Industrial nations are the principal agents of climate change, but India and China are increasingly contributing to global warming. “India is the third largest emitter of greenhouse gases, but its per capita emissions of CO2 are significantly lower than those of other countries, including even Germany”, said Jairam Ramesh, the Indian MP and former Indian minister for the environment, in a talk at the IASS on 16 December. Ramesh claimed that Indians were very conscious of environmental problems, not least because their country is particularly vulnerable to climate change. India is extremely dependent on the rain that falls during the annual monsoon from June to September, which accounts for about 65 per cent of the country’s total precipitation. The daily variations in the monsoon are likely to become more pronounced as a result of climate change. Moreover, India’s 7,500-kilometre coastline is also severely affected by sea-level rise. And the glaciers in the Himalayas already started melting at a much quicker rate than before in the 1970s.
Ramesh presented the audience with some data on India’s energy supply. Sixty-five per cent of the country’s energy needs are currently met by coal, but there are plans to reduce this share to fifty-five per cent by 2030. The share of hydropower in India’s energy mix is set to rise from 17 per cent at present to 20 per cent by 2030, while the share of renewables (currently 6 per cent) is due to triple in the same period. Nuclear power plays a marginal role in India and there are plans to reduce its current share of 3 per cent to 2 per cent. Ramesh said that Indians were aiming to reduce greenhouse gas emissions by 20–25 per cent in comparison to 2005 levels by 2020.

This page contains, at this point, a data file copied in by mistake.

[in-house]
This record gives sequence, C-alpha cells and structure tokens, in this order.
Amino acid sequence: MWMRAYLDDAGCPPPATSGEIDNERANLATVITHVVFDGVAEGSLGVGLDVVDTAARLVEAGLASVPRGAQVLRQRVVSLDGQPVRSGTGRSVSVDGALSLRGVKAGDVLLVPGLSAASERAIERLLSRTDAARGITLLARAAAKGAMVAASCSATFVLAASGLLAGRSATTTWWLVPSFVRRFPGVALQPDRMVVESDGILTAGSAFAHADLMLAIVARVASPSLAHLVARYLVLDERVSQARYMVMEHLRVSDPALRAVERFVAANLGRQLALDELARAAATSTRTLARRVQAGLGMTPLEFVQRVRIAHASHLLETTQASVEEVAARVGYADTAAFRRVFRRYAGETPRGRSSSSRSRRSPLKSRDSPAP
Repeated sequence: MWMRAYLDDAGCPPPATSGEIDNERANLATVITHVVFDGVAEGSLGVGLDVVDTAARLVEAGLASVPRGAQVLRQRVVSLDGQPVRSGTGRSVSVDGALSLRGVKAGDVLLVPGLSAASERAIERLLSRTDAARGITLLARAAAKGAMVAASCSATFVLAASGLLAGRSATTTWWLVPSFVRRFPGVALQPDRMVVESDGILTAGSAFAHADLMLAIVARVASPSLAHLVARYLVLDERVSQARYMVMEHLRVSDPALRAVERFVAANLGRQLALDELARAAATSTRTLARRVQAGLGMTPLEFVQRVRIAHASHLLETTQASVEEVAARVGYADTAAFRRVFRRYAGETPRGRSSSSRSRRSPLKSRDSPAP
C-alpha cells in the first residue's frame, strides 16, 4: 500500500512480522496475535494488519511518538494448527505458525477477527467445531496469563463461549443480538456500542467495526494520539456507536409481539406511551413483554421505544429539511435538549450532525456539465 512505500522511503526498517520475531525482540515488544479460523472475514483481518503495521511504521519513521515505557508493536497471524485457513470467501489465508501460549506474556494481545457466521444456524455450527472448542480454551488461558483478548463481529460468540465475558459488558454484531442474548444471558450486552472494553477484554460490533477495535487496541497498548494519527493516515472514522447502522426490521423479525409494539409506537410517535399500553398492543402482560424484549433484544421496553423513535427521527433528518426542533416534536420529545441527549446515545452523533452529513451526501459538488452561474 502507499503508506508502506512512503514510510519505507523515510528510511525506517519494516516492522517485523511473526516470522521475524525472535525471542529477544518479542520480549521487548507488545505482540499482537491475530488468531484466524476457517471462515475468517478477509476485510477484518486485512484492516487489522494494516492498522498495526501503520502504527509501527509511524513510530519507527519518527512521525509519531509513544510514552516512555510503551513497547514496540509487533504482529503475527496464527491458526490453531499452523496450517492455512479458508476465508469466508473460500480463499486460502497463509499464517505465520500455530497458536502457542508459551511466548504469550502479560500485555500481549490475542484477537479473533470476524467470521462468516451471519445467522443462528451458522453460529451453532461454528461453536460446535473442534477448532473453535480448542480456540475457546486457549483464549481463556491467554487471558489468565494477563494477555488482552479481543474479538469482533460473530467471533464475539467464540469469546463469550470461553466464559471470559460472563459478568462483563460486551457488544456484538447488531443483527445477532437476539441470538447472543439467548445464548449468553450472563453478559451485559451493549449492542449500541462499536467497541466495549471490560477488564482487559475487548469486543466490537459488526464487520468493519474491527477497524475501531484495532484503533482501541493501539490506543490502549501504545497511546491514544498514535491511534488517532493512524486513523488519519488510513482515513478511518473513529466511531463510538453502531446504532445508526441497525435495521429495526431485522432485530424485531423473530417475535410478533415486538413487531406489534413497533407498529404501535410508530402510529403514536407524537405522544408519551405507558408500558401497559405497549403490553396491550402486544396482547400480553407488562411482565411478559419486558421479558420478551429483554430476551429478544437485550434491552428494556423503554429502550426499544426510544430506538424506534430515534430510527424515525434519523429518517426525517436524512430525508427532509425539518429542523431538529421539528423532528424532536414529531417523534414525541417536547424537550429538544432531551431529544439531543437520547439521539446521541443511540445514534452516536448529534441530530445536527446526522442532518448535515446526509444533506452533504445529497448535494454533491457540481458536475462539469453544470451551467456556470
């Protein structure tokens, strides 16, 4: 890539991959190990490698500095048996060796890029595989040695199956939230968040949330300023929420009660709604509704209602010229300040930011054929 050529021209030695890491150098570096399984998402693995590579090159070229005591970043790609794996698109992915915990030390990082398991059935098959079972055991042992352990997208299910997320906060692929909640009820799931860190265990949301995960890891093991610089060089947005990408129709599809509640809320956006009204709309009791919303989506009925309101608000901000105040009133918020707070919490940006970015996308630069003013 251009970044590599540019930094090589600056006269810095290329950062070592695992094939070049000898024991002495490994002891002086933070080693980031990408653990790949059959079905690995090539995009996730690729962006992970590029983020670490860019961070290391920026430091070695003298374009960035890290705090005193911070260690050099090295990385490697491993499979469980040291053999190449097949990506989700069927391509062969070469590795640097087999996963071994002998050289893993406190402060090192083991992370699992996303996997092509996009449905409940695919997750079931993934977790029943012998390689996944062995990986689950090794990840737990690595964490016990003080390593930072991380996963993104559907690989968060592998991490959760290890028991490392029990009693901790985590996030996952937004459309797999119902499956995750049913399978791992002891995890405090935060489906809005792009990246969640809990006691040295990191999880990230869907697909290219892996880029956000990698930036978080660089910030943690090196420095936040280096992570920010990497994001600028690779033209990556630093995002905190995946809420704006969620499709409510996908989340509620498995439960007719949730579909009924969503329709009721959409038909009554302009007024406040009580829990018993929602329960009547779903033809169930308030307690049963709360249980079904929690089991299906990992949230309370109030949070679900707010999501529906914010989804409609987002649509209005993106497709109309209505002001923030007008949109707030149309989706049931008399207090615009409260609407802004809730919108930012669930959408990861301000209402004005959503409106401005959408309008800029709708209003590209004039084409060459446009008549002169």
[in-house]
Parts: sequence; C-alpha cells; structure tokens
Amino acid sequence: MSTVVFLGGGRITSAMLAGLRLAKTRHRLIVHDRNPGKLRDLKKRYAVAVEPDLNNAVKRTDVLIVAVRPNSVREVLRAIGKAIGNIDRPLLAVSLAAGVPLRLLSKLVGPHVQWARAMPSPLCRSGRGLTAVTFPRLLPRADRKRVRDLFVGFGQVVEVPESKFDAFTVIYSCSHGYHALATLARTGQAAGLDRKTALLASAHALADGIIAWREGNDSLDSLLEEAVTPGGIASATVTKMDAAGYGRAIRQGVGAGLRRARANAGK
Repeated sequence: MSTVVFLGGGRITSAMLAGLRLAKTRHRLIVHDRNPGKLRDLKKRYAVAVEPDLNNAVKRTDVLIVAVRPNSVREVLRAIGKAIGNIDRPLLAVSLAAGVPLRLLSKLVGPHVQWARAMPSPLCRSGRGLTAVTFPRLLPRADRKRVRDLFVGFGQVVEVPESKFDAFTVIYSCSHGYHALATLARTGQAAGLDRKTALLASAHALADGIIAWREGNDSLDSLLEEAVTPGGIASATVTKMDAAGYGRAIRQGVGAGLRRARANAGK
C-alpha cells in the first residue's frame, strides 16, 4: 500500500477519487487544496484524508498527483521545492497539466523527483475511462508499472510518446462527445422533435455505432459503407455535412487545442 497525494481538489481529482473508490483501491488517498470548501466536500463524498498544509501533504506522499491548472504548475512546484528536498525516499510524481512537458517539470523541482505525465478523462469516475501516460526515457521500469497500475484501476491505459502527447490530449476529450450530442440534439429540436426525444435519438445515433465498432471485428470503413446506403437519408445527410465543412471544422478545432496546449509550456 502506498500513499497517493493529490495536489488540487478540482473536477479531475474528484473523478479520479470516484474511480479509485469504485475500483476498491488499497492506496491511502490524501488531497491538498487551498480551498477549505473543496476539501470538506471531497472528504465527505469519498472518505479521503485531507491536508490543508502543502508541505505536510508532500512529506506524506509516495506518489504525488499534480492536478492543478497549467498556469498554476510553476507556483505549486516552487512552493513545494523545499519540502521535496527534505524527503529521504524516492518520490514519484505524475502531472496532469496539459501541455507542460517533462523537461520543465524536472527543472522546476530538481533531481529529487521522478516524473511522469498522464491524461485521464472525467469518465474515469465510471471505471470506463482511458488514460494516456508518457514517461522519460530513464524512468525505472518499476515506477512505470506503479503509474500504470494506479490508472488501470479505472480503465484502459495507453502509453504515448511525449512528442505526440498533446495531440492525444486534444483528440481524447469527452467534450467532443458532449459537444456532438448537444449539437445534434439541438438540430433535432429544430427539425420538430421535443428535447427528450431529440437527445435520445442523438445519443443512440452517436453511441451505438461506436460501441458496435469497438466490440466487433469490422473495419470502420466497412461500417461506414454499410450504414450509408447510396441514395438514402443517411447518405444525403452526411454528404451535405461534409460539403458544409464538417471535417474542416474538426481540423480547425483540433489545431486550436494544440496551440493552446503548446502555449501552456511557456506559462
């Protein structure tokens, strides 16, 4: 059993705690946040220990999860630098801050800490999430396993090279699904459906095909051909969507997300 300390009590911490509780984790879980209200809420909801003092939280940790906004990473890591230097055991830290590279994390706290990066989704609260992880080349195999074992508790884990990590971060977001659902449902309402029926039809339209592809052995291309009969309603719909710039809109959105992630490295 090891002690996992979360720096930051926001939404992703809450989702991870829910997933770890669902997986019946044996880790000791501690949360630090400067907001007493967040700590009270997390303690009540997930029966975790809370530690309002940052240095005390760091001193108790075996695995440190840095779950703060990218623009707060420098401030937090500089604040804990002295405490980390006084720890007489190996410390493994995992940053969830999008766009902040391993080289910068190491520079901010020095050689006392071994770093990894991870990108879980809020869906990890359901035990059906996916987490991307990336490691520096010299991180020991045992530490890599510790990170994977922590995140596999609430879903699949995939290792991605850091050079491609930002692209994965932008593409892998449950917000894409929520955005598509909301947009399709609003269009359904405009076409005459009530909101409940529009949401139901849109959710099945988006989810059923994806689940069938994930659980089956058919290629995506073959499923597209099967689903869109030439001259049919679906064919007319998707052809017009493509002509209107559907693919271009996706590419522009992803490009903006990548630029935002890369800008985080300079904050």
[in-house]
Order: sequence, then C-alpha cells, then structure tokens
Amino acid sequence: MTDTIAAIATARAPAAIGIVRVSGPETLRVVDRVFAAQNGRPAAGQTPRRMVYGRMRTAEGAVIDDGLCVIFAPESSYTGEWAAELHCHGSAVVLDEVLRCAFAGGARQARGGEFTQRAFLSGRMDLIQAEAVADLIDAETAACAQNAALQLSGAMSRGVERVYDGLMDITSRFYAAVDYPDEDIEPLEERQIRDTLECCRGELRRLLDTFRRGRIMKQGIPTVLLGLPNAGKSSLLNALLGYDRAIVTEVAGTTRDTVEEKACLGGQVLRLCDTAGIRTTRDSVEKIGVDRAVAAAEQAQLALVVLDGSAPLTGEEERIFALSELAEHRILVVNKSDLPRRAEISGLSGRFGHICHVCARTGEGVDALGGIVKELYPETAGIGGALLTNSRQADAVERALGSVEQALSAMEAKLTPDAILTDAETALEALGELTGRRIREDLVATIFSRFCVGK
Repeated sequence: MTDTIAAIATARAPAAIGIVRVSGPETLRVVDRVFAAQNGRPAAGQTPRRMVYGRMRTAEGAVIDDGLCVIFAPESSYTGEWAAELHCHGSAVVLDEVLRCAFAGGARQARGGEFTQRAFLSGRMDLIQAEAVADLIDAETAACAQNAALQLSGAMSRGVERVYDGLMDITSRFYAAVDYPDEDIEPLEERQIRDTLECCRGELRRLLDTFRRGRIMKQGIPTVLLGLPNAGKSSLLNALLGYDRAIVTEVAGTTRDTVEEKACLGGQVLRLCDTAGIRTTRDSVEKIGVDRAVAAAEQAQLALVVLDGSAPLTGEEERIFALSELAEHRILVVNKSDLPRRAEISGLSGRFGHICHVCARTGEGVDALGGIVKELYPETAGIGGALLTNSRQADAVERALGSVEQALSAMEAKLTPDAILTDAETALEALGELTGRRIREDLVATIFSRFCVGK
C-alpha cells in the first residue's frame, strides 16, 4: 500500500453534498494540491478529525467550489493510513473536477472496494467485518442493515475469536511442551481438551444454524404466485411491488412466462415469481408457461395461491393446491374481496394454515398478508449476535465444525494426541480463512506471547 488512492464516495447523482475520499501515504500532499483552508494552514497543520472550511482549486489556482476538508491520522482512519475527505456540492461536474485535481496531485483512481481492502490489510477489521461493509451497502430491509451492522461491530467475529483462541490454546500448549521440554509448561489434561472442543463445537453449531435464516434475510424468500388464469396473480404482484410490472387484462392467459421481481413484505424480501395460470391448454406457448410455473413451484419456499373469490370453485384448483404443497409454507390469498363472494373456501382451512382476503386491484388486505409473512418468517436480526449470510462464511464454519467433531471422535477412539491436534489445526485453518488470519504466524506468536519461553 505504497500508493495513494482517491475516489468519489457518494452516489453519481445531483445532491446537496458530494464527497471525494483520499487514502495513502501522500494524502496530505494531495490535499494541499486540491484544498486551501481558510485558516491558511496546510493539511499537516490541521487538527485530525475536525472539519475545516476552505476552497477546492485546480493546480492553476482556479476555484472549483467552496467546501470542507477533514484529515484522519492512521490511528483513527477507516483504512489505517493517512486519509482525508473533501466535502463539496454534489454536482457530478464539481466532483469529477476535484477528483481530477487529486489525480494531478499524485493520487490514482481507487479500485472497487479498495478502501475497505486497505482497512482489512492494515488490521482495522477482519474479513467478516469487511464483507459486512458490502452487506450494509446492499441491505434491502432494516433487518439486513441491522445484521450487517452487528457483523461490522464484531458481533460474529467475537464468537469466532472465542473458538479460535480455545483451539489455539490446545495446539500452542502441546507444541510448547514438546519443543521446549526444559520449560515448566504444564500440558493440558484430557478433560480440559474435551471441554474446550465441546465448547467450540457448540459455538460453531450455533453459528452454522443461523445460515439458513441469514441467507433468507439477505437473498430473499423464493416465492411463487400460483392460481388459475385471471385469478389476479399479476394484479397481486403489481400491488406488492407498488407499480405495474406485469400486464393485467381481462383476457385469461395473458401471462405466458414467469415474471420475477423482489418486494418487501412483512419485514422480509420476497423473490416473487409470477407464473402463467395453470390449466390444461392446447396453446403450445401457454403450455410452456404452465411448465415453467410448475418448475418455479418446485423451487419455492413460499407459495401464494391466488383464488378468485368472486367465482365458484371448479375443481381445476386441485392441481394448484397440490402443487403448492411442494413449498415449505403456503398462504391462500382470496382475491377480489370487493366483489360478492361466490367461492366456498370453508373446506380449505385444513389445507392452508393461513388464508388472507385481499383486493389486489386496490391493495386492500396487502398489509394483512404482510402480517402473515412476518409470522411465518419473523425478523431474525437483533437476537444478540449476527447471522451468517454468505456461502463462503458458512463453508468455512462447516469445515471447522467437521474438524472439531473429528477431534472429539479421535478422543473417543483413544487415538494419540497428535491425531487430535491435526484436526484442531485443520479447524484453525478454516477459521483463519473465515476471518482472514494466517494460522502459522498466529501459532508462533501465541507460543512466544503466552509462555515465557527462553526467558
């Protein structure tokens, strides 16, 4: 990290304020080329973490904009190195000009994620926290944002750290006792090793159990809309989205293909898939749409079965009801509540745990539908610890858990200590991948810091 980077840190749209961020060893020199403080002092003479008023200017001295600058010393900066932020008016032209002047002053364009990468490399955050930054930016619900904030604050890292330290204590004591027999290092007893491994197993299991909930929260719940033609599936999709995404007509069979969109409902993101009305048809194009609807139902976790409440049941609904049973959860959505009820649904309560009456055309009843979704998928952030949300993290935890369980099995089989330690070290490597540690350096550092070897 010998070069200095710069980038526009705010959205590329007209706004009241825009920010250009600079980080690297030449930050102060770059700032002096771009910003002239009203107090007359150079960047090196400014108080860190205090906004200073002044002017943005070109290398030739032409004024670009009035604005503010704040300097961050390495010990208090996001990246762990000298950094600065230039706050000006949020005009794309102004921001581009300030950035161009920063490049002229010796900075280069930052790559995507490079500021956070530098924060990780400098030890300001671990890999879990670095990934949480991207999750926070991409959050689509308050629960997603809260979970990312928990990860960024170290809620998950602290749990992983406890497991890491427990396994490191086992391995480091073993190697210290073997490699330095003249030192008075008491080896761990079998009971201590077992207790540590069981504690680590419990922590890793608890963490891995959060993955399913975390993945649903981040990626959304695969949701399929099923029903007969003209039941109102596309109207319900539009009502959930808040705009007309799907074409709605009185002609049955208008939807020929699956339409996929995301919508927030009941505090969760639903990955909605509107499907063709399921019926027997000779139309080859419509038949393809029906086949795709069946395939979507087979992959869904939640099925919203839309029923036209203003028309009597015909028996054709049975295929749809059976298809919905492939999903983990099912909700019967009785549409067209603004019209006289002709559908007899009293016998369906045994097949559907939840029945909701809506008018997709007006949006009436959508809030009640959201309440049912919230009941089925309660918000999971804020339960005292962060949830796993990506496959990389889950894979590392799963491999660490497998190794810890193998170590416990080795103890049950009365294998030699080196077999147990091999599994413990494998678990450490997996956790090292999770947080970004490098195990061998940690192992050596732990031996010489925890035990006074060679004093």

Ramesh also referred to the debate on whether there should be different emissions limits for industrial nations, emerging nations and developing nations. Emerging nations like China or India argue that only industrial nations should be subject to binding emissions limits. However, the United States and the European Union want emerging nations like China, India and Brazil to play a more active role in reducing emissions and integrating poorer countries in this process. Ramesh is confident that states will manage to reach a compromise in the run-up to the climate summit im Paris in December 2015. He stressed that this was essential to concluding a binding World Climate Agreement there.
Photo: © Hagen Pieper/IASS